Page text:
Counterfeit Detection: India 5 Rupee

Posted on 11/14/2018

This month's edition shows how specialized lighting can be used to detect the removal of a serial number with the addition of a new one.

PMG has graded over 18,000 Indian notes and has seen many forms of alteration. The 5 Rupee note pictured below, Pick #33, has been altered so that it has a 1 million serial number. Notes with fancy serial numbers like this are considered more desirable and more valuable to collectors, and regular serial numbers are often changed to fancy ones in an attempt to add value to the note.

India 5 Rupee note (Pick #33) with altered serial number.

At first glance, nothing appears to be wrong with this serial number, but a closer inspection reveals some red flags, telling us that the number is in fact altered.

Close-up of altered serial number (left) and genuine serial number (right).

The underprint around the numbers has a hazy quality compared to the well-defined lines on a genuine note. It looks that way because it is not original to the note. In fact, it was printed onto the note with a laser jet printer, which was detected by the tiny dots that make up the print.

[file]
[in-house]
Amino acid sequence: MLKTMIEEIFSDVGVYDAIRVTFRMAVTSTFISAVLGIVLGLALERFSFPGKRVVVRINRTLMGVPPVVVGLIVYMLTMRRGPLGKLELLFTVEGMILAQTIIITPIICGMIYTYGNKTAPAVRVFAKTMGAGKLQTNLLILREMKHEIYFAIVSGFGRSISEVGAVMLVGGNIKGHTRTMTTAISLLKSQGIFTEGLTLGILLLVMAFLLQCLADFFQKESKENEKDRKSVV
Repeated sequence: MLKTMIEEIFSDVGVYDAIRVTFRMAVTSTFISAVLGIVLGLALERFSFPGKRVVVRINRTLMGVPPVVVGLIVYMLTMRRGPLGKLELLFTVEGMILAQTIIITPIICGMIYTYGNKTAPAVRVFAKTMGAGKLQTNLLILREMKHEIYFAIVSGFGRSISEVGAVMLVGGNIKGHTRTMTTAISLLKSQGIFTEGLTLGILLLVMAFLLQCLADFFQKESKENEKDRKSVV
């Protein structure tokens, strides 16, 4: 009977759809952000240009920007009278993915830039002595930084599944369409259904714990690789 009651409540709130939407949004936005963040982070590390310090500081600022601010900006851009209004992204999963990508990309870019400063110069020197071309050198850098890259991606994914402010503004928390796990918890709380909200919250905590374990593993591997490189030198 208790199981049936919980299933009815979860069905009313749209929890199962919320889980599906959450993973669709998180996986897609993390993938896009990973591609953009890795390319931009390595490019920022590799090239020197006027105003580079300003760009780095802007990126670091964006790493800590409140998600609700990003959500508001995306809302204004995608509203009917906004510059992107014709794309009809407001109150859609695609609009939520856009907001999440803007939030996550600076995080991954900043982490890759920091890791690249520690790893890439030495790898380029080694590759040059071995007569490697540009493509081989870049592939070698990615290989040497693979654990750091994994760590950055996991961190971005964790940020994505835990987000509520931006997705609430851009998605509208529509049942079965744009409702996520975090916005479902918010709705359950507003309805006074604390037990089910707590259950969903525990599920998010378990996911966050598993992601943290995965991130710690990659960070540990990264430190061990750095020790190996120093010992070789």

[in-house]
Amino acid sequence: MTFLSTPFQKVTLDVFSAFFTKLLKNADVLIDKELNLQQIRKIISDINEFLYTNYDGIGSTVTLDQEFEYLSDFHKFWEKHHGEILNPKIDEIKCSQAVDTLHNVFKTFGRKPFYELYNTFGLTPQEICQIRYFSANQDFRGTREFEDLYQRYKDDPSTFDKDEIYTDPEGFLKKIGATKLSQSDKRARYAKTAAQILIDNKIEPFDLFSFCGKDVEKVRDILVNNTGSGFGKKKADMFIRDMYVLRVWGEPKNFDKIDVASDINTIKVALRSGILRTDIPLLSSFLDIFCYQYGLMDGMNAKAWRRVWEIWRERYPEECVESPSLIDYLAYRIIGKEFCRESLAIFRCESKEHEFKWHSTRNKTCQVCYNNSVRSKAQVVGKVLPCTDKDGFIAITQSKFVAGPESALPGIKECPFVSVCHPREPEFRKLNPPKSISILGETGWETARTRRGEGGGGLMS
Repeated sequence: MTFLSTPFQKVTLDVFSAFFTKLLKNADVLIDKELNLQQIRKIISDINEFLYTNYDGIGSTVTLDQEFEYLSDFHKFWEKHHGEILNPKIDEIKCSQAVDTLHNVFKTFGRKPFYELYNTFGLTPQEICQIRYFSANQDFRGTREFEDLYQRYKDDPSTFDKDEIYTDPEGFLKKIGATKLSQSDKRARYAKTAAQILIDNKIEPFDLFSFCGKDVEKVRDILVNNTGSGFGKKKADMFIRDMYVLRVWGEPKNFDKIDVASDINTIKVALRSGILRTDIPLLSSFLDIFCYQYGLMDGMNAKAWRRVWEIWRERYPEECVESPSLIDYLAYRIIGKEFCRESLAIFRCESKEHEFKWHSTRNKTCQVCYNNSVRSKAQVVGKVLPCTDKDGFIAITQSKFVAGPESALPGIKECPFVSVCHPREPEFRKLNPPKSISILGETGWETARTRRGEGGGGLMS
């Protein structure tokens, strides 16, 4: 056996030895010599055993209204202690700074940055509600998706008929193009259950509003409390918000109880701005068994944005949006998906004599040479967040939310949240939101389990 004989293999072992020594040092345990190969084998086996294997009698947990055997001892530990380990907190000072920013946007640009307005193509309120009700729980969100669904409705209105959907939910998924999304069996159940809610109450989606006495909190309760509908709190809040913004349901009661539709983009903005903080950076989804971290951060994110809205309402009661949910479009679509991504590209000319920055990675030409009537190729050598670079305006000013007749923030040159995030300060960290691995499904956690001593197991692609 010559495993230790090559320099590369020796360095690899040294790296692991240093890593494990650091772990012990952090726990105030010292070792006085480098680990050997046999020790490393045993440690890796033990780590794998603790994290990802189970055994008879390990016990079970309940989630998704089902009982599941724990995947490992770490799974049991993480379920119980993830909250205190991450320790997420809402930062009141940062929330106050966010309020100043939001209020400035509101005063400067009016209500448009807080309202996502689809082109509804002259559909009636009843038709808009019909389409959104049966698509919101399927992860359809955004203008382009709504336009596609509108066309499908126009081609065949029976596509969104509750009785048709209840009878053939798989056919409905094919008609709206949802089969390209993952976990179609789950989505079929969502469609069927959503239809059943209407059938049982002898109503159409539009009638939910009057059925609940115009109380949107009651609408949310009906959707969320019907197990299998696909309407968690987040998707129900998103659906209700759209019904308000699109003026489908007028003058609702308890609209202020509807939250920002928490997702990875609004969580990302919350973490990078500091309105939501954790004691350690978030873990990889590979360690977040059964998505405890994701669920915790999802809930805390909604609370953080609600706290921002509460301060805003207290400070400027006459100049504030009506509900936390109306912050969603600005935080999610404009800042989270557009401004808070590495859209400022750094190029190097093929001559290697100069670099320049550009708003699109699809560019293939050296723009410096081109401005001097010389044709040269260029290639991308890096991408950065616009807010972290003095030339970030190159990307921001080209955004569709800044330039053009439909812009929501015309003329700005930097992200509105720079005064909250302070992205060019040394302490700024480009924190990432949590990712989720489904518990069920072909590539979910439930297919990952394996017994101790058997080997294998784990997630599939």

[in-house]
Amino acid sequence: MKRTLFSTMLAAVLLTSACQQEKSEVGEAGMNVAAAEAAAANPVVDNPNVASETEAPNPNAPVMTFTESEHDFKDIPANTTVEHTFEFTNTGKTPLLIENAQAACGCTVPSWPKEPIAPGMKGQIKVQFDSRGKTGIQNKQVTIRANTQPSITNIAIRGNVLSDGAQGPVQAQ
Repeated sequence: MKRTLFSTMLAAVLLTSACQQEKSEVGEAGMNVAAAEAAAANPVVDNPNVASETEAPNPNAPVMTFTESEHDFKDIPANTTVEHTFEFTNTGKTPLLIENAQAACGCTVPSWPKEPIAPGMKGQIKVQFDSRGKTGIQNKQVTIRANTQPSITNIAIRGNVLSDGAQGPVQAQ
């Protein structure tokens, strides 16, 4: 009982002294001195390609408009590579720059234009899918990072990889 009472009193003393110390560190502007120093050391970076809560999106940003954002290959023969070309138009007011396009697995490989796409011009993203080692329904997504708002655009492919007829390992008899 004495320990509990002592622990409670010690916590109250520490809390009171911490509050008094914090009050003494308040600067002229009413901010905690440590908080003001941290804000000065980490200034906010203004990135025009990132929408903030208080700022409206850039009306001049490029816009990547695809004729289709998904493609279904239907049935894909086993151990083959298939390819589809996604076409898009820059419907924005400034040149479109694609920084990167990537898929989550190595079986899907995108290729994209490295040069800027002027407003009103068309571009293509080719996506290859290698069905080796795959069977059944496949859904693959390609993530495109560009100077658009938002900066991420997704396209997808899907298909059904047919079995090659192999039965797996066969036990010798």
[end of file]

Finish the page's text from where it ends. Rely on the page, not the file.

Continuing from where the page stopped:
Specialized lighting shows ink that is not original to the note.

When viewed under different types of lighting, the alteration becomes even more evident. The way the underprint fluoresces a bright white in the image shown above tells us that the ink is not original. The underprint around the serial number should appear the same as the ink on the rest of the note.

Specialized lighting shows traces of a serial number that was removed.

The above image shows exactly how this alteration took place. In the spaces between the visible numbers, imprints of original numbers are now visible.

In addition, the texture of those hidden numbers differs from the paper at the margin of the note: the numbers appear very rough while the margins look more smooth. This means that the previous numbers were physically scraped off, disturbing the texture of the paper. After the serial number and surrounding underprint were removed, the forger then printed the serial number of their choosing and a new underprint with a laser jet printer. And voilà, they have a 1 million serial number.

Identifying an alteration can be difficult to the untrained eye. Here at PMG, we have experienced graders and equipment to catch alterations. Collectors can be assured that any note encapsulated by PMG is backed by the PMG Guarantee of grade and authenticity.

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